ARUSHA, Tanzania, Jan. 22 (Xinhua) -- There has been significant success in Tanzania's war against poaching with the number of elephants killed last year dropping to 23 from 194 in 2017, said the government on Tuesday.
Adolph Mkenda, Permanent Secretary in the ministry of Natural Resources and Tourism, said that the decrease is due to enhanced anti-poaching activities involving multi-sectoral organs.
"In the entire year, some 211 elephant tusks were seized by authorities together with 20,000 rounds of ammunition," Mkenda said in the country's capital, Dodoma, when opening a capacity-building workshop for anti-poaching officers from the police force, Prevention and Combating of Corruption Bureau and national wildlife management authorities.
He said information from wildlife conservation agencies indicated that there was an increase in the number of wildlife in many parks and reserves, including the Selous Game Reserve which has been devastated by poaching in recent years.
Late last year, the Tanzania Wildlife Research Institute, Tanzania Wildlife Management Authority and Tanzania National Parks embarked on an aerial wildlife census within Selous-Mikumi ecosystem to establish the number of wildlife as well as poaching activities.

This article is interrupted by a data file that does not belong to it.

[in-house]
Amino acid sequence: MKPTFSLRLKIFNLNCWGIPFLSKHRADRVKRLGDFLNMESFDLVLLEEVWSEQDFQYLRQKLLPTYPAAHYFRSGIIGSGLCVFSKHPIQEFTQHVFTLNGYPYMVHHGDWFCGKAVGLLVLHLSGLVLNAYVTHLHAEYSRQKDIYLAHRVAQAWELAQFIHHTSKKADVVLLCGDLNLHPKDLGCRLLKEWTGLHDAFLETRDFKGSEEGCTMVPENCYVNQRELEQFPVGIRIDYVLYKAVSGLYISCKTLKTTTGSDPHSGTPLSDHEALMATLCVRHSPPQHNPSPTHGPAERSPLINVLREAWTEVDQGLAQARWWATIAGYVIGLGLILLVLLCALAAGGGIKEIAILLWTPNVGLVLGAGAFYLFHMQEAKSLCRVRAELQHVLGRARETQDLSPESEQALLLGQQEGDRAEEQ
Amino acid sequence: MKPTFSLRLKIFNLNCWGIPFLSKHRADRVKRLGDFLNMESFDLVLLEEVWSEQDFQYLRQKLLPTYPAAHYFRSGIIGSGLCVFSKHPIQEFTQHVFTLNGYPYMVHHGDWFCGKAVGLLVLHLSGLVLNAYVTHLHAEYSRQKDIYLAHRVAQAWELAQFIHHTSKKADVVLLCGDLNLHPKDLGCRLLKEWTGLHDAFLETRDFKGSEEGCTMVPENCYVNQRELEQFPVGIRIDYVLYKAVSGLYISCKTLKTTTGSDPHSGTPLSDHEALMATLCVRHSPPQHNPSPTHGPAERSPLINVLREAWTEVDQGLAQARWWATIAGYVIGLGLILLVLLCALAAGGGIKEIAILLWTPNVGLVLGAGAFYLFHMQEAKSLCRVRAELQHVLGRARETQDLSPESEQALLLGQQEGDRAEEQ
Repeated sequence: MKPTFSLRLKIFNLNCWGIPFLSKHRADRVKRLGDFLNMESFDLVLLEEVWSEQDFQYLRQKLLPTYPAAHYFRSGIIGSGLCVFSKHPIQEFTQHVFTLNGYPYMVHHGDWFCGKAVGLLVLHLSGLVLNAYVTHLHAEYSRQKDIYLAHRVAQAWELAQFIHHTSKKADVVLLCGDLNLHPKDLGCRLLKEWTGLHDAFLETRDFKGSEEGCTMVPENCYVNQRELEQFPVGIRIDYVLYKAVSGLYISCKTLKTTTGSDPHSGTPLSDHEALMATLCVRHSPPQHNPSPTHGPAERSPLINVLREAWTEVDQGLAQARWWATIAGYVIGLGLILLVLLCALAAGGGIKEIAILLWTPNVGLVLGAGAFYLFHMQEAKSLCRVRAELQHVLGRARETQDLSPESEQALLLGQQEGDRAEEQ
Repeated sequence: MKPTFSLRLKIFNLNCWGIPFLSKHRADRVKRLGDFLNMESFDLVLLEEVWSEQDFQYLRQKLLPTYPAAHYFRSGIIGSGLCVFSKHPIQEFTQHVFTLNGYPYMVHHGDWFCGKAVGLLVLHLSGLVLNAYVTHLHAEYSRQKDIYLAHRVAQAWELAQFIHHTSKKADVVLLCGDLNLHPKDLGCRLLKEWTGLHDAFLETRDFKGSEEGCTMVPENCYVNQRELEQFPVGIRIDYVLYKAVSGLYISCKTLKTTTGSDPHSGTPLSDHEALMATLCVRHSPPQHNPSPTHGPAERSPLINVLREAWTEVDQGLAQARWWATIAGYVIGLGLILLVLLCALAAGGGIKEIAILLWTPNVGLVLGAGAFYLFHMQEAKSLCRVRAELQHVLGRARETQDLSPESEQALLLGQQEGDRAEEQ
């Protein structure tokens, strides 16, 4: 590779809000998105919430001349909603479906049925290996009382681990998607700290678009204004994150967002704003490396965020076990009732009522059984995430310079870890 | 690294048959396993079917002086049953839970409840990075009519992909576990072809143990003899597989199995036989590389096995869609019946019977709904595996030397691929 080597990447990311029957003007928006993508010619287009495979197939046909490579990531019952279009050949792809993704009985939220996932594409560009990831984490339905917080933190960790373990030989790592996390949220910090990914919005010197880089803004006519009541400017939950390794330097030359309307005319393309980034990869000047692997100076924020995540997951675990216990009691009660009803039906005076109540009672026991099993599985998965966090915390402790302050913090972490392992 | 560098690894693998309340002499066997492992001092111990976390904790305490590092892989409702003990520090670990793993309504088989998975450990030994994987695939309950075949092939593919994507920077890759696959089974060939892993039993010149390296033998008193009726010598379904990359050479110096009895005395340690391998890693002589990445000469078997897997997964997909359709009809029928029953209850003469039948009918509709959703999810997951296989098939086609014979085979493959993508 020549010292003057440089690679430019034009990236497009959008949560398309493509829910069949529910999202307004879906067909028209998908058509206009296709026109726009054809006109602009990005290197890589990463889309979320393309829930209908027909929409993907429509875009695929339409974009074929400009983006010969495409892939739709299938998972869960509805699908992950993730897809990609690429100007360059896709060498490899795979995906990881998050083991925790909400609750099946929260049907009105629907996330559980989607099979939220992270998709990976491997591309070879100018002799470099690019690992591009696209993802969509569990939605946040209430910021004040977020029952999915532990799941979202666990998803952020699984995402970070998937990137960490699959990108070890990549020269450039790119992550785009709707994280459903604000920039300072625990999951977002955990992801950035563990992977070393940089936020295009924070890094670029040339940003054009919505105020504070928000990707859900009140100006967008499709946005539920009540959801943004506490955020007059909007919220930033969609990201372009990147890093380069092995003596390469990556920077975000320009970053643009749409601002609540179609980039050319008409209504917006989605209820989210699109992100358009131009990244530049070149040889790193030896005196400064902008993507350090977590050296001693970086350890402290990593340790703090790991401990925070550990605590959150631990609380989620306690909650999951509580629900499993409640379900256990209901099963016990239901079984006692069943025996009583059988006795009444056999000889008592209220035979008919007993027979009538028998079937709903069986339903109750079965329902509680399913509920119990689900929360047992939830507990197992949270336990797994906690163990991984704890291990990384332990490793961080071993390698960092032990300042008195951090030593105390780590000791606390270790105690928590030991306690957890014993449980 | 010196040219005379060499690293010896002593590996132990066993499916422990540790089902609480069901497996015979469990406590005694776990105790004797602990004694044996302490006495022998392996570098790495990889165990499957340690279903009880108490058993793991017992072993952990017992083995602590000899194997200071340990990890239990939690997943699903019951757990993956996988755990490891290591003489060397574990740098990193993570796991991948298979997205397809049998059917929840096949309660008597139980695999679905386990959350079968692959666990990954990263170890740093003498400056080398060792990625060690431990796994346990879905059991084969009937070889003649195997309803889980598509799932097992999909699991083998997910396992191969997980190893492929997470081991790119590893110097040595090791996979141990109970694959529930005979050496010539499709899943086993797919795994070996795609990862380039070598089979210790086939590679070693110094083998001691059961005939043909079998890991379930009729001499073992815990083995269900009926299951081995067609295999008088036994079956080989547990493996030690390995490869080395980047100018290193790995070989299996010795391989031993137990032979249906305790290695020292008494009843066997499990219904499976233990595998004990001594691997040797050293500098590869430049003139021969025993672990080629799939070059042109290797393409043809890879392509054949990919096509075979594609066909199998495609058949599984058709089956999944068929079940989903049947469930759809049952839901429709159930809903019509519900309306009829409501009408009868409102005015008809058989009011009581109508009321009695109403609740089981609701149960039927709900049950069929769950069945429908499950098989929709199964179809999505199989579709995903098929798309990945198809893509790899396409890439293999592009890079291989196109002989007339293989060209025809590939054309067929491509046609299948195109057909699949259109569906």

The exercise conducted in collaboration with Frankfurt Zoological Society was part of the Selous Ecosystem Conservation and Development Program that is funded by Germany's KfW Development Bank.
The census organizers noted that the most recent surge in poaching from 2000 to 2010, driven by soaring demand for ivory, largely reduced elephant population.
Selous Game Reserve was placed on the list of World Heritage in Danger in 2014 mainly due to the poaching threat.